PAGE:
WASHINGTON (Reuters) - Global warming could re-make the world’s climate zones by 2100, with some polar and mountain climates disappearing altogether and formerly unknown ones emerging in the tropics, scientists said on Monday.
And when climate zones vanish, the animals and plants that live in them will be at greater risk of extinction, said Jack Williams, lead author of a study published in the journal Proceedings of the National Academy of Sciences.
“What we’ve shown is these climates disappear, not just regionally, but they’re disappearing from the global set of climates, and the species that live in these climates really have nowhere to go as the system changes,” said Williams, a geographer at the University of Wisconsin-Madison.
Previous studies have raised the concern about species extinctions in specific areas — such as the cloud forest of Costa Rica or the Cape region in South Africa — but this is the first to predict this global change, Williams said in a telephone interview.
As Earth warms, predicted to happen by up to 15 degrees F (8 degrees C) at some latitudes by the end of this century, climate zones are likely to shift away from the equator and toward the poles, the study said.
“It’s those climates near the poles or at the tops of mountains that are being pushed out...,” Williams said. “It’s getting too hot.”
Polar bears and ring seals, which depend on Arctic ice, could be among those species threatened by the shifting of climate zones, Williams said, but the study did not specifically address the fate of these animals.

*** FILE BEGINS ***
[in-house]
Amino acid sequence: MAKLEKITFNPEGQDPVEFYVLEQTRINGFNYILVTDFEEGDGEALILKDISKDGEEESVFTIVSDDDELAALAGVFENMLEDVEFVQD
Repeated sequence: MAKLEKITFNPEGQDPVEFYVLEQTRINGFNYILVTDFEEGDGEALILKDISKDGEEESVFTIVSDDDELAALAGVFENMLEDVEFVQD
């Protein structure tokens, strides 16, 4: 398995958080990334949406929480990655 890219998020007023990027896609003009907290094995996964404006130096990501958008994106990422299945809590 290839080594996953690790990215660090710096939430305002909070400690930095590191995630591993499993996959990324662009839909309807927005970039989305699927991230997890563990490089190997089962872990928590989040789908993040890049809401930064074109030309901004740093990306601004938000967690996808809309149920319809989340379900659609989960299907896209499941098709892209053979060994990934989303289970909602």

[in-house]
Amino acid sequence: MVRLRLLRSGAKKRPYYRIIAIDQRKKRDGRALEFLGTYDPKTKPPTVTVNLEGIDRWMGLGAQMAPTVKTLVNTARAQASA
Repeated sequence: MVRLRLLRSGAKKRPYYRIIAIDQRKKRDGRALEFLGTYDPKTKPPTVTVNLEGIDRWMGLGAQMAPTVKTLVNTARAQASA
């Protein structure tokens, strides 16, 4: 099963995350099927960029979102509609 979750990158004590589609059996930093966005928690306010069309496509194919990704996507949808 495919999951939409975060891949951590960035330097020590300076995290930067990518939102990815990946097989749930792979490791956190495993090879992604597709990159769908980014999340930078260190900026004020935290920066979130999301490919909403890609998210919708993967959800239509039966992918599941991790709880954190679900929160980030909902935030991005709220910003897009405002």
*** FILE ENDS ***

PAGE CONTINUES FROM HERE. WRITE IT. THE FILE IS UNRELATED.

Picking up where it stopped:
As polar climate zones disappear, new zones will be created in the parts of the world that are already the hottest, the study predicted, using models of climate change.
The change in temperature is likely to be greater in the Arctic and Antarctic because when snow and ice melt, their ability to reflect sunlight goes away too, accelerating the warming effect.
However, because normal fluctuations in temperature and rainfall are smaller in the tropics, even small changes in temperature can make a big difference in this warm region, co-author John Kutzbach, also of the University of Wisconsin-Madison, said in a statement.
Williams attributed the warming to the building of carbon dioxide and other greenhouse gases in the atmosphere. A report in February by the Intergovernmental Panel on Climate Change said that with 90 percent probability, human activities are responsible for the warming of the planet.